In 2007, in the context of competitive dialogue, six establishments were regrouped and decided to pool their joint means to computerise the entire healthcare process. The choice was left to publisher CERNER. Three solutions were possible: For the first, each hospital stored its data using computer rooms, technicians, security engineers, etc. The second consisted of ASP filing with CERNER, the share of previous investments being transferred to industrialists. The third solution was a Remote Hosting filing with Emosist which would benefit from the region’s record history. It was this solution which was carried forward with its advantages for industry, which would benefit from a competent workforce and a single action required instead of six.
As to the question “should we externalise our storage?” or “should we store in a centralised manner ourselves?”, here are a few ideas which led to the choice of a centralised DataCenter between different users.
The existing infrastructure should be developed to absorb the influx of an increasing amount of data. A single centre used to consolidate data is less onorous than making several sites conform to the same process. In addition, it was difficult to take on new engineers and security specialists at most of the sites. What seems to be lacking in these areas additionally, is leadership on the part of project mangers to provide support to health professionals through the changes. Therefore, an advantage of the DataCenter is the centralisation of technical resources and a prioritisation of human resources required for managing change.
With the nerve centre well identified, it is now easier to ensure the protection of this DataCenter. A risk which is often discussed is linked to this concentration of medical data. One problem is data loss through damage due to a natural risk such as a fire. It is clear that a plan for a second site must be carried out. The main role of this second site is to allow work to be continued in real time in case of failure at the other site. In any case, we cannot economise with this strategy.
As to risks linked to malicious acts, the choice of the most secure centralised data bank possible is the least risky strategy. If we accept the principle that convoy speed is the same as the slowest vehicle, the choice of smaller and more numerous storerooms within facilities which do not have an adequate control of security nor a permanent work analysis is a much greater risk than possibly having access to this centralised information.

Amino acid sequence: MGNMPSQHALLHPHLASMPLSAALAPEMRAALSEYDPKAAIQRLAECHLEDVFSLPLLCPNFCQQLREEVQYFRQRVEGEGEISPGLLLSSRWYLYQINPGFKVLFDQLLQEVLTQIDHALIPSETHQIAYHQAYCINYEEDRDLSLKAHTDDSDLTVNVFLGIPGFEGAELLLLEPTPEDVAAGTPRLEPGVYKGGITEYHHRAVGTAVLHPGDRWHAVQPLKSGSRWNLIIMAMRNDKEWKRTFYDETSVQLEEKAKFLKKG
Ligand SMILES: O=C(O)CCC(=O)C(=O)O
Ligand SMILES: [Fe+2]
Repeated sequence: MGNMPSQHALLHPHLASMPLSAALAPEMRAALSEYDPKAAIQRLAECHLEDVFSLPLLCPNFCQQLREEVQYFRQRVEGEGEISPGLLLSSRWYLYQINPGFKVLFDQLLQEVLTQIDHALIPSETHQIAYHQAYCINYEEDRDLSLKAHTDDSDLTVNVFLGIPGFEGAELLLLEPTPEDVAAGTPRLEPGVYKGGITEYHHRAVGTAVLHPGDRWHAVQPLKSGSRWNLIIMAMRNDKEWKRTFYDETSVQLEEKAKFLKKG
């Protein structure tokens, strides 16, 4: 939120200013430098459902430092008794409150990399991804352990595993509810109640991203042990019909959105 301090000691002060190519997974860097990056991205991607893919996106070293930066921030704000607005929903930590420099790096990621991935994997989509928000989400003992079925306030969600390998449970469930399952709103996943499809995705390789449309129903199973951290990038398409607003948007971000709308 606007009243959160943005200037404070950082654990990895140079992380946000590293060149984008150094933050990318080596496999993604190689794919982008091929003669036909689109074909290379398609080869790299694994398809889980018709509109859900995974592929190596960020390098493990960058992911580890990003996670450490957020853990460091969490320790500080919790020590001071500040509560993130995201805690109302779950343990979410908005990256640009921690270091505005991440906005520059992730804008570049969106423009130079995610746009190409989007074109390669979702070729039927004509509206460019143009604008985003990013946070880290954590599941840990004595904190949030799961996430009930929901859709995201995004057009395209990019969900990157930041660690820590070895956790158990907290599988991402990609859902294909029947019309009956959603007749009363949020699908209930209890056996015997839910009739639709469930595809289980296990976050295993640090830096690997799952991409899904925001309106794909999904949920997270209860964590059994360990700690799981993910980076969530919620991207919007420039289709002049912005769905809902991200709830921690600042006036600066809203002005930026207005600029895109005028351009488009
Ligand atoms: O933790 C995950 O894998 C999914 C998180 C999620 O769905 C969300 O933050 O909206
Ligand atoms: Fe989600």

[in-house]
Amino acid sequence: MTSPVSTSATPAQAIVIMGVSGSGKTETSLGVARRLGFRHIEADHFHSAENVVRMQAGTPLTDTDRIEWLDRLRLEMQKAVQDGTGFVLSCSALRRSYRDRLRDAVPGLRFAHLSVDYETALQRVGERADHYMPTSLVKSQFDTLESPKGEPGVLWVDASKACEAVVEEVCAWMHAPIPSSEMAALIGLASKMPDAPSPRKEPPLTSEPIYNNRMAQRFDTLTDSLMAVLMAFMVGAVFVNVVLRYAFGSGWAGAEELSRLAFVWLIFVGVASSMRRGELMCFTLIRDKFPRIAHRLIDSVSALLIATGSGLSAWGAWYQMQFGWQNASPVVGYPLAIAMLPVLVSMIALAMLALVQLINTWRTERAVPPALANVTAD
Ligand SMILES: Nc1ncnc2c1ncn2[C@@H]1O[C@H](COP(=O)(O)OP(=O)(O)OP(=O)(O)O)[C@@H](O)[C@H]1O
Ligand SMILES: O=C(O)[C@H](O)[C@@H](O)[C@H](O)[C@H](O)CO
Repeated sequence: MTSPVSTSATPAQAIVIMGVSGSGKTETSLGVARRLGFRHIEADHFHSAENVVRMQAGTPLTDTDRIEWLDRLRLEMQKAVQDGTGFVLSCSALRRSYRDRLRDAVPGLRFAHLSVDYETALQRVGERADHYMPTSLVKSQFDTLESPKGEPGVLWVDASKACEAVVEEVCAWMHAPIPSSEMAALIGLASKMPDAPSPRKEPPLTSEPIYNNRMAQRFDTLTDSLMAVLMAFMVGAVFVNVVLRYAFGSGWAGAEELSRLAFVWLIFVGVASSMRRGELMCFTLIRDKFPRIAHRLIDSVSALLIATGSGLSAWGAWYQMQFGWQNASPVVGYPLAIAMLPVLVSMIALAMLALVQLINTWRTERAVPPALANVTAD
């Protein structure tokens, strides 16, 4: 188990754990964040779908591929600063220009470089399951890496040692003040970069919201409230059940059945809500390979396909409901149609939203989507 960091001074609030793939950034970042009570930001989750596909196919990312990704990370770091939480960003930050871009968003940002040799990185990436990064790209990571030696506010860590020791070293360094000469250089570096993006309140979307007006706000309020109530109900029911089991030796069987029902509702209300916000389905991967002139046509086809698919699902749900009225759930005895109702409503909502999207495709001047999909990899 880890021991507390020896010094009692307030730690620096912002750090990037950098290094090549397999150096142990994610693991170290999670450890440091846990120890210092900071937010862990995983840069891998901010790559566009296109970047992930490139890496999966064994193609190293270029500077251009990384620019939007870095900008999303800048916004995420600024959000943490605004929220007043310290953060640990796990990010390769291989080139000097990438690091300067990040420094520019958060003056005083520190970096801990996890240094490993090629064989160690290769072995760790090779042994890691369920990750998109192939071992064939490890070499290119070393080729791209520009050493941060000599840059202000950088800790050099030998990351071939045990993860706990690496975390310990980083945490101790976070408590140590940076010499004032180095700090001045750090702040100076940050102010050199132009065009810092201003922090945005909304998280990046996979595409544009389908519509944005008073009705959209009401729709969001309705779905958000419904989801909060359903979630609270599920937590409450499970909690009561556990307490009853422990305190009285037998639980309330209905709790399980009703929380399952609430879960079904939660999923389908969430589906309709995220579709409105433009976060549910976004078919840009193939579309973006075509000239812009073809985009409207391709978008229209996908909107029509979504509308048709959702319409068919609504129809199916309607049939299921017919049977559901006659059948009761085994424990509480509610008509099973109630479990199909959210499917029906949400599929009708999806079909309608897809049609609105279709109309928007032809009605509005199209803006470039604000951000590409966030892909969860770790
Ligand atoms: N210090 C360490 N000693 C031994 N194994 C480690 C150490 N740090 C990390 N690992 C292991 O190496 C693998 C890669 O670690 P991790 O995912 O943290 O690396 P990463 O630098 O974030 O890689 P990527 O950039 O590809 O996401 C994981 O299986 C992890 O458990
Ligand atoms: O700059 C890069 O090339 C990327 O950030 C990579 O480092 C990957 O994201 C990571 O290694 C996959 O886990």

The challenge of modernisation is linked to an increasing number of structures which should exchange information. We are facing a deficit in terms of the skill and availability of all human resources structures in place in order to ensure change is managed.
This does not mean that public/private partnerships in domains which are badly managed or which do not include health professionals should not be established – on the contrary. Industrialists we have encountered also say that they have everything to gain by working in a cooperative environment. They spend less time replying to innumerable invitations to tender which will trigger the Hospital 2012 project, there are shorter delays for decisions and both skilled interlocutors will probably avoid a great many failures.
Combining this RemoteHosting approach with the regional filing plan and possible storing of medical images, we may predict reduced costs largely superior to individual shares. This approach should be compared to cooperatives in which different subscribers may use such and such a production material or warehouse storage.
If we observe a faster increase in the number of our equipped structures, more greater communication and a real partnership between providers and clients, all of which will be less costly for the financial providers, then I feel this could be an advantageous pathway for the future.